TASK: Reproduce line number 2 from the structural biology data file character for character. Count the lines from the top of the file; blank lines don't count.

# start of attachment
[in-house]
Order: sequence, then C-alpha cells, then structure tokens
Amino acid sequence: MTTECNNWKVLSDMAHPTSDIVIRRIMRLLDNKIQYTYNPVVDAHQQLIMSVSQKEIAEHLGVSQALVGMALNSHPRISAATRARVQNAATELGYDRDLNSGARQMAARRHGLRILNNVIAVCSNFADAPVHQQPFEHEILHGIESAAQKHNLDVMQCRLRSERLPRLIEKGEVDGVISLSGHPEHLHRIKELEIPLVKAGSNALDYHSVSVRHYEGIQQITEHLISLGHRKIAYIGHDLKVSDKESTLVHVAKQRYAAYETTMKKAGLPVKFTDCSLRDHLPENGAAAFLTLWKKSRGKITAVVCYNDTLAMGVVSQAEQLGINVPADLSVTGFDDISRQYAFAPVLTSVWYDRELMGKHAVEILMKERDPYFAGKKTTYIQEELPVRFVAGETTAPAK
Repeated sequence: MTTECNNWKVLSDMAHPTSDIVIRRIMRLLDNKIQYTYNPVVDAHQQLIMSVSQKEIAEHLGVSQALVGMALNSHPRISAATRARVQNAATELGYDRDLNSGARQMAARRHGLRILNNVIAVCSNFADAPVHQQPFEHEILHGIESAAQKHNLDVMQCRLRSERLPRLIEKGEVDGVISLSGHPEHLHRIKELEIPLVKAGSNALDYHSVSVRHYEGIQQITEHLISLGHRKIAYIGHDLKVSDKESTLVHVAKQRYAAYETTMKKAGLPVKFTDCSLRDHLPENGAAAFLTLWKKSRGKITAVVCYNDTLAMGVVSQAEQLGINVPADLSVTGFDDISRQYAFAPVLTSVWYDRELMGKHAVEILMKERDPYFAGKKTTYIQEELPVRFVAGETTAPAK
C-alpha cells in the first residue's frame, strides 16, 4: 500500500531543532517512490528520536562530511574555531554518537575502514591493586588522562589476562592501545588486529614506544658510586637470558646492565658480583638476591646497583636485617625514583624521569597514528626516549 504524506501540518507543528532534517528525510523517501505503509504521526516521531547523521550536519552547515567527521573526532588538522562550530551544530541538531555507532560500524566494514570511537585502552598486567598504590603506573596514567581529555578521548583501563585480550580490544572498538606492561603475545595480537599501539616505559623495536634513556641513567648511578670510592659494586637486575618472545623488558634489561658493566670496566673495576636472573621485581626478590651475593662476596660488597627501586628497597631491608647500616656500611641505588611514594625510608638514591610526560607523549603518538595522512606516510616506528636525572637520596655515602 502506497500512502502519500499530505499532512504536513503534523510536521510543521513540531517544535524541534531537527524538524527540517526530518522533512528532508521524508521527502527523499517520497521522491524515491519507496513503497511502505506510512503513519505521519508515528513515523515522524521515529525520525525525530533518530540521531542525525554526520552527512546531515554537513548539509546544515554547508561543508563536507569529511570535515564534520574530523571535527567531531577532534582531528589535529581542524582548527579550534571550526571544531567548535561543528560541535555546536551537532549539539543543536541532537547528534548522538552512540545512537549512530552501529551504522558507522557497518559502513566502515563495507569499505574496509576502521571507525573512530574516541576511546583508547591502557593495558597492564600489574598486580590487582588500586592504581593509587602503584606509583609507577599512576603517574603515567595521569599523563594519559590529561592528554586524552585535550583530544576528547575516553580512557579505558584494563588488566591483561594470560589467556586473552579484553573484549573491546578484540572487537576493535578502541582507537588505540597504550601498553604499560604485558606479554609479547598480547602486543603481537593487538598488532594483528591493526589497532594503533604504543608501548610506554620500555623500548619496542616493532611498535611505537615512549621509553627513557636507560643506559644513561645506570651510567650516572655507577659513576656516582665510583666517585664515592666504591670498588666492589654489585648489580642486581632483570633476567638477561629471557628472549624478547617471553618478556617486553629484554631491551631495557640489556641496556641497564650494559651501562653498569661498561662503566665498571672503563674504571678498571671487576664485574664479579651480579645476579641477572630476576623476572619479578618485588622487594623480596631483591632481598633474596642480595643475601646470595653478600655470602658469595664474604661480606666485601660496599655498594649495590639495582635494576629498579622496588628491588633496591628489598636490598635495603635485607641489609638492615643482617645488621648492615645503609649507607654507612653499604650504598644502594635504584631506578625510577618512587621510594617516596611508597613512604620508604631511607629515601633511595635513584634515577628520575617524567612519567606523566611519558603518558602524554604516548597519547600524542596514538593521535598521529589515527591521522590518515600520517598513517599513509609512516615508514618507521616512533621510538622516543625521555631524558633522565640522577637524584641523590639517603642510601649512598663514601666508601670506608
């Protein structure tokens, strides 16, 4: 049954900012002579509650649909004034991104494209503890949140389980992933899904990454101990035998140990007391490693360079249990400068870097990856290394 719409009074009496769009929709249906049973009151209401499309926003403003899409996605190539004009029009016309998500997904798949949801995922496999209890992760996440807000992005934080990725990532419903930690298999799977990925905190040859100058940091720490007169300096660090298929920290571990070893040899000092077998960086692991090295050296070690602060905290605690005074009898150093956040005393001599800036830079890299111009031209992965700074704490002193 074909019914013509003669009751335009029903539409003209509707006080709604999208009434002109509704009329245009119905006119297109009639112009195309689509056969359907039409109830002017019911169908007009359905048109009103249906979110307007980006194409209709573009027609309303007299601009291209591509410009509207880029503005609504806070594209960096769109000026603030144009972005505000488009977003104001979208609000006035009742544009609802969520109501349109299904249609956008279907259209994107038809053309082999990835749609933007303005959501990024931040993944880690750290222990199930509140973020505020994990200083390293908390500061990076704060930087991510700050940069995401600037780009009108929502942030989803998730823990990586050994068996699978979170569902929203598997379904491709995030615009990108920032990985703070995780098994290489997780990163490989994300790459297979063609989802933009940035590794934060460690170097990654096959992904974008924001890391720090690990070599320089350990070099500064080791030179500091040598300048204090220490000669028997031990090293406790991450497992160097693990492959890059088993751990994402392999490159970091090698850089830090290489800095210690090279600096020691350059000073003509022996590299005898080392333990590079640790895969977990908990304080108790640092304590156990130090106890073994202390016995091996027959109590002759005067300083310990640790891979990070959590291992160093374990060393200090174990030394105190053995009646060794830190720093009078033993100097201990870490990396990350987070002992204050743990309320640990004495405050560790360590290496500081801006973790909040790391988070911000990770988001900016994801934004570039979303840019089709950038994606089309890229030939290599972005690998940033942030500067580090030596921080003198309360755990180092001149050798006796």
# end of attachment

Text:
Order: sequence, then C-alpha cells, then structure tokens